sed postea lex praetoria id quoque tempus jubet esse supremum, quo praeco in comitio supremam pronuntiavit populo,

    Varr. L. L. 6, § 5 Mull.; cf. Censor. de Die Nat. 24; Plin. 7, 60, 60, § 212:

    quae (urbs), quia postrema coaedificata est, Neapolis nominatur,

    Cic. Verr. 2, 4, 53, § 119:

    supremo te sole domi manebo,

    at sunset, Hor. Ep. 1, 5, 3:

    jubare exorto jam nocte suprema, Col. poet. 10, 294: in te suprema salus,

    last hope, Verg. A. 12, 653: supremam bellis imposuisse manum, the last or finishing hand, Ov. R. Am. 114. — suprēmum, adverb., for the last time:

    quae mihi tunc primum, tunc est conspecta supremum,

    Ov. M. 12, 526.—
    (β).
    In partic., with regard to the close of life, last, closing, dying:

    supremo vitae die,

    Cic. Tusc. 1, 29, 71; id. Sen. 21, 78; id. Mur. 36, 75:

    dies,

    id. Phil. 1, 14, 34; Hor. C. 1, 13, 20; id. Ep. 1, 4, 13:

    hora,

    Tib. 1, 1, 59:

    tempus,

    Hor. S. 1, 1, 98; Cat. 64, 151:

    incestum pontifices supremo supplicio sanciunto,

    i. e. the penalty of death, Cic. Leg. 2, 9, 22:

    mors,

    Hor. Ep. 2, 2, 173:

    finis,

    id. ib. 2, 1, 12:

    iter,

    id. C. 2, 17, 11:

    lumen,

    Verg. A. 6, 735: sociamque tori vocat ore supremo, with his dying mouth, dying breath, Ov. M. 8, 521; so,

    ore,

    id. Tr. 3, 3, 87:

    haec digressu dicta supremo Fundebat,

    Verg. A. 8, 583:

    Nero in suprema ira duos calices crystallinos fregit,

    in his last agony, Plin. 37, 2, 10, § 29;

    supremis suis annis,

    in his last years, id. 23, 1, 27, § 58:

    suprema ejus cura,

    id. 7, 45, 46, § 150:

    spoliatus illius supremi diei celebritate,

    Cic. Mil. 32, 86: honor, the last honors, i. e. funeral rites or ceremonies, Verg. A. 11, 61:

    funera,

    Ov. M. 3, 137:

    oscula,

    id. ib. 6, 278:

    tori,

    i. e. biers, id. F. 6, 668:

    ignis,

    id. Am. 1, 15, 41:

    ignes,

    id. M. 2, 620; 13, 583:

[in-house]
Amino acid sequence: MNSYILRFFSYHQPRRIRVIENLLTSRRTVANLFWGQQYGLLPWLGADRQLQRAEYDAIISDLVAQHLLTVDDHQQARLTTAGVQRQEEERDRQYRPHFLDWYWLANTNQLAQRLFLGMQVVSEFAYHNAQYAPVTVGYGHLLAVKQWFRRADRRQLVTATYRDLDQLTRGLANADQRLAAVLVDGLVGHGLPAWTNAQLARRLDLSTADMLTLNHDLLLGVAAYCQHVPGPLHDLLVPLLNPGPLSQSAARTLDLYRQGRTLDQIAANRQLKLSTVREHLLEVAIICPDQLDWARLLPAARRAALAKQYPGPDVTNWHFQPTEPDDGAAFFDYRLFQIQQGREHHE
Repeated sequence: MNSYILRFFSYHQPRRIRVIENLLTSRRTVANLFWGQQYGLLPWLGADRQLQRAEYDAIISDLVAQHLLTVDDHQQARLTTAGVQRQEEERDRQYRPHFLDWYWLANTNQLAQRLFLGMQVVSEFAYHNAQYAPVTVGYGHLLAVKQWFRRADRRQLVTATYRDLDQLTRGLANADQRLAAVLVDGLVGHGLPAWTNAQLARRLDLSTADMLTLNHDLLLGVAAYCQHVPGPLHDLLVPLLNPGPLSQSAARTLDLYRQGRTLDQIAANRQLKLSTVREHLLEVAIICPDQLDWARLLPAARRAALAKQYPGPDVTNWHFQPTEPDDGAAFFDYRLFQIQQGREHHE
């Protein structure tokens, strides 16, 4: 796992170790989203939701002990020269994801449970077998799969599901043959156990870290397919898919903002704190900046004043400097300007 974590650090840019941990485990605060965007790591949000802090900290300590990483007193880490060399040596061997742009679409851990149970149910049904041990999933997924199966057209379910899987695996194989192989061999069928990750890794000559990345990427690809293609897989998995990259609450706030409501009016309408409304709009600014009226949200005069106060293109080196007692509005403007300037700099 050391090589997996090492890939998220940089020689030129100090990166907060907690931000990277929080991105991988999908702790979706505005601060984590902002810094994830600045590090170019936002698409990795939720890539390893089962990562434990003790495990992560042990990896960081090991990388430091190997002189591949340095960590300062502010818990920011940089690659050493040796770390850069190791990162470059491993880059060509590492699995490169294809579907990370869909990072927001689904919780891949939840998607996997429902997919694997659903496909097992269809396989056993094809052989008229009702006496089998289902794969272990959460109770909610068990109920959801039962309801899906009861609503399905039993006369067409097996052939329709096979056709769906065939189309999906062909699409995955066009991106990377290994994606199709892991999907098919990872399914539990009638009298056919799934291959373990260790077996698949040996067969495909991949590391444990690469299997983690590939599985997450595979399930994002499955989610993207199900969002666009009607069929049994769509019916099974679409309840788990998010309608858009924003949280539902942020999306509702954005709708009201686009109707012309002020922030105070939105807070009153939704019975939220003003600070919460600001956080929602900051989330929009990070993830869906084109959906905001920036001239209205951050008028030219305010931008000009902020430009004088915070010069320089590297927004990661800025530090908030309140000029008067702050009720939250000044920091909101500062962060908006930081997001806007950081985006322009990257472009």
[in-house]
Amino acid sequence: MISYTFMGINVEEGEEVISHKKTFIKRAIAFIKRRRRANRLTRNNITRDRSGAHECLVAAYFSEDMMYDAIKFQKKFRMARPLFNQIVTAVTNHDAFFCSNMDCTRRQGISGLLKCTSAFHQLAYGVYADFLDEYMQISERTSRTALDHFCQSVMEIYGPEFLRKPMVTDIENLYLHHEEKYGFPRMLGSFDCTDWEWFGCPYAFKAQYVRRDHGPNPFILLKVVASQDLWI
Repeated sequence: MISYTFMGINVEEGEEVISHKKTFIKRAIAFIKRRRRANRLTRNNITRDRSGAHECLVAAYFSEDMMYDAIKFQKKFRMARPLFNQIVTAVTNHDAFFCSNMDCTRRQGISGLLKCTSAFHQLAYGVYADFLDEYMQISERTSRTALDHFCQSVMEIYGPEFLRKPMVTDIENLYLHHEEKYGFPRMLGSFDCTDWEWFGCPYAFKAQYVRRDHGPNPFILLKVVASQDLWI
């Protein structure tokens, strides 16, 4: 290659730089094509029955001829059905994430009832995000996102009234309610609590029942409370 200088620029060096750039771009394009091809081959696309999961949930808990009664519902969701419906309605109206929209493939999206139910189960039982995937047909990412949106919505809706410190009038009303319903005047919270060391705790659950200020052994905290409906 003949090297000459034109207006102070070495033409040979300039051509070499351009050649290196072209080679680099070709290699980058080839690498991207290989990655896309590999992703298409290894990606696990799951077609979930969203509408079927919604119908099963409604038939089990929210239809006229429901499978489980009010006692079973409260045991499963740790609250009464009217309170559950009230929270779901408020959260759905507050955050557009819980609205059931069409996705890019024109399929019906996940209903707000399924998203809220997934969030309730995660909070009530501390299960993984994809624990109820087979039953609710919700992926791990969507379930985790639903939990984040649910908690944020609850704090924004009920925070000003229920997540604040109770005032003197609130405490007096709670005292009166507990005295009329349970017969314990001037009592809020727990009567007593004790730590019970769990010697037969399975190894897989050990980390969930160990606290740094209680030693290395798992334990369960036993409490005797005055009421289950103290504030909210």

officia,

    Tac. A. 5, 2; Petr. 112, 1: judicia hominum, a last will or testament, Quint. 6, 3, 92; Plin. Ep. 7, 20, 7; 7, 31, 5; so,

    tabulae,

    Mart. 5, 33, 1; 5, 41, 1:

    tituli,

    i. e. an epitaph, id. ib. 9, 19, 3.—So of cities, etc.:

    Troiae sorte suprema,

    Verg. A. 5, 190:

    dies regnis,

    Ov. F. 2, 852. — suprēmum and suprēmō, adverb.:

    animam sepulcro Condimus, et magna supremum voce ciemus,

    for the last time, for a last farewell, Verg. A. 3, 68; Plin. 11, 37, 55, § 150; Tac. H. 4, 14; Ov. M. 12, 526:

    anima exitura supremo,

    Plin. 11, 53, 115, § 277.— Substt.
    1.
    sŭprēmum, i, n., the last moment, end (very rare):

    ventum ad supremum est,

    Verg. A. 12, 803.—
    2.
    suprēma, orum, n.
    (α).
    The last moments, the close of life, death:

    ut me in supremis consolatus est!

    Quint. 6, prooem. § 11; Tac. A. 6, 50; 12, 66; cf.:

    statua Herculis sentiens suprema tunicae,

    the last agonies caused by it, Plin. 34, 8, 19, § 93:

    circa suprema Neronis,

    the time of his death, id. 16, 44, 86, § 236; 7, 3, 3, § 33.—
    (β).
    The last honors paid to the dead, funeral rites or ceremonies, a funeral:

    supremis divi Augusti,

    Plin. 7, 3, 3, § 33; 16, 44, 86, § 236; Tac. A. 1, 61; 3, 49; 4, 44; id. H. 4, 59; 4, 45:

    suprema ferre (sc. munera),

    Verg. A. 6, 213; cf. id. ib. 11, 25 al.—
    (γ).
    A last will, testament:

    nihil primo senatus die agi passus, nisi de supremis Augusti,

    Tac. A. 1, 8:

    miles in supremis ordinandis ignarus uxorem esse praegnantem, etc.,

    Dig. 29, 1, 36, § 2.—
    (δ).
    The relics, remains of a burned corpse, the ashes, = reliquiae, Amm. 25, 9, 12; Sol. 1 med.
    b.
    Of degree or rank, the highest, greatest, most exalted, supreme:

    multa, quae appellatur suprema, instituta in singulos duarum ovium, triginta boum... ultra quam (numerum) multam dicere in singulos jus non est, et propterea suprema appellatur, id est, summa et maxima,

    Gell. 11, 1, 2 sq.:

    macies,

    Verg. A. 3, 590:

    Juppiter supreme,

    Plaut. Men. 5, 9, 55; id. Capt. 2, 3, 66; 5, 2, 23; id. Ps. 2, 2, 33; Ter. Ad. 2, 1, 42: Junonis supremus conjunx, Poet. ap. Plin. 35, 10, 37, § 115:

    med antidhac Supremum habuisti com item consiliis tuis,

    most intimate, Plaut. Ps. 1, 1, 15.—
    C.
    summus, a, um [from sup-imus, sup-mus], uppermost, highest, topmost; the top of, highest part of (cf. Roby, Gram. 2, § 1295).